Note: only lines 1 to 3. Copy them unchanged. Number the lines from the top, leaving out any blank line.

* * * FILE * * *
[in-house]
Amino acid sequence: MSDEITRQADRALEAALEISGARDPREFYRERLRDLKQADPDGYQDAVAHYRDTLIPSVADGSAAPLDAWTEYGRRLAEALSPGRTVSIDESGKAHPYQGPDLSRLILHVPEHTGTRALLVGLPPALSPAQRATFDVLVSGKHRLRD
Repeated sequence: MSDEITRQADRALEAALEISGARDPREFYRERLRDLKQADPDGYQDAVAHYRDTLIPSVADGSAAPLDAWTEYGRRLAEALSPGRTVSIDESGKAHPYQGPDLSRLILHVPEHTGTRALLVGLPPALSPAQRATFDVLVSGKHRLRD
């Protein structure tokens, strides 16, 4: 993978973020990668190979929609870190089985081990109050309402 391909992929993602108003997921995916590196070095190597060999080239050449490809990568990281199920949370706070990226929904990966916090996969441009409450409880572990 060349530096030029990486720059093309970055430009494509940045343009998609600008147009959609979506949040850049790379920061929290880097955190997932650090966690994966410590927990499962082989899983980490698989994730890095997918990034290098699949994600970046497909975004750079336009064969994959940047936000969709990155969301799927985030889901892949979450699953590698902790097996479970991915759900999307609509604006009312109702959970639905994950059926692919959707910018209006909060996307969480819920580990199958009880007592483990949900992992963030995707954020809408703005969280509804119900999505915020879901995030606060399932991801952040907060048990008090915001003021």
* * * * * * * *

[in-house]
Amino acid sequence: MSDEITRQADRALEAALEISGARDPREFYRERLRDLKQADPDGYQDAVAHYRDTLIPSVADGSAAPLDAWTEYGRRLAEALSPGRTVSIDESGKAHPYQGPDLSRLILHVPEHTGTRALLVGLPPALSPAQRATFDVLVSGKHRLRD
Repeated sequence: MSDEITRQADRALEAALEISGARDPREFYRERLRDLKQADPDGYQDAVAHYRDTLIPSVADGSAAPLDAWTEYGRRLAEALSPGRTVSIDESGKAHPYQGPDLSRLILHVPEHTGTRALLVGLPPALSPAQRATFDVLVSGKHRLRD